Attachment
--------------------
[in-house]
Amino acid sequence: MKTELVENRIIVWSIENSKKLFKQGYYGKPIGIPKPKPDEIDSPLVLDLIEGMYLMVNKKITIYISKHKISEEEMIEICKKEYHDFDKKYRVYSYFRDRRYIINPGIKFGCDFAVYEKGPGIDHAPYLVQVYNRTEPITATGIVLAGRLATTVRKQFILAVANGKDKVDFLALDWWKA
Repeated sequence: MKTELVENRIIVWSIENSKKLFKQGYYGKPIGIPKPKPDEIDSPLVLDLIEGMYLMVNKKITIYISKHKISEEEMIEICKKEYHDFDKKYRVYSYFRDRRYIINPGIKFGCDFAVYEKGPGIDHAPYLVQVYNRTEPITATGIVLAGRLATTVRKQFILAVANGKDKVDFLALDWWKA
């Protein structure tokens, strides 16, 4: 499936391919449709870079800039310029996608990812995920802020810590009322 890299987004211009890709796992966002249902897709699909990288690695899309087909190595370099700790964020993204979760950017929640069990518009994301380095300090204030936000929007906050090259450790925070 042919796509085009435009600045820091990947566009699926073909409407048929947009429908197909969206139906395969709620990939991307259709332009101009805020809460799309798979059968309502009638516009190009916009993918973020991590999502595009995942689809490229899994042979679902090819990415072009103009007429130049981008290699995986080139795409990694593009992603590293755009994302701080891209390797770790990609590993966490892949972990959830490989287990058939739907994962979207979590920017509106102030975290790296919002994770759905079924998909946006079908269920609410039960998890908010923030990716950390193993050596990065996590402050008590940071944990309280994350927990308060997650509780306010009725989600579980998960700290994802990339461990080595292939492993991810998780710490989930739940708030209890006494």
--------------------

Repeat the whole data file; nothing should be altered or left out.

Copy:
[in-house]
Amino acid sequence: MKTELVENRIIVWSIENSKKLFKQGYYGKPIGIPKPKPDEIDSPLVLDLIEGMYLMVNKKITIYISKHKISEEEMIEICKKEYHDFDKKYRVYSYFRDRRYIINPGIKFGCDFAVYEKGPGIDHAPYLVQVYNRTEPITATGIVLAGRLATTVRKQFILAVANGKDKVDFLALDWWKA
Repeated sequence: MKTELVENRIIVWSIENSKKLFKQGYYGKPIGIPKPKPDEIDSPLVLDLIEGMYLMVNKKITIYISKHKISEEEMIEICKKEYHDFDKKYRVYSYFRDRRYIINPGIKFGCDFAVYEKGPGIDHAPYLVQVYNRTEPITATGIVLAGRLATTVRKQFILAVANGKDKVDFLALDWWKA
């Protein structure tokens, strides 16, 4: 499936391919449709870079800039310029996608990812995920802020810590009322 890299987004211009890709796992966002249902897709699909990288690695899309087909190595370099700790964020993204979760950017929640069990518009994301380095300090204030936000929007906050090259450790925070 042919796509085009435009600045820091990947566009699926073909409407048929947009429908197909969206139906395969709620990939991307259709332009101009805020809460799309798979059968309502009638516009190009916009993918973020991590999502595009995942689809490229899994042979679902090819990415072009103009007429130049981008290699995986080139795409990694593009992603590293755009994302701080891209390797770790990609590993966490892949972990959830490989287990058939739907994962979207979590920017509106102030975290790296919002994770759905079924998909946006079908269920609410039960998890908010923030990716950390193993050596990065996590402050008590940071944990309280994350927990308060997650509780306010009725989600579980998960700290994802990339461990080595292939492993991810998780710490989930739940708030209890006494």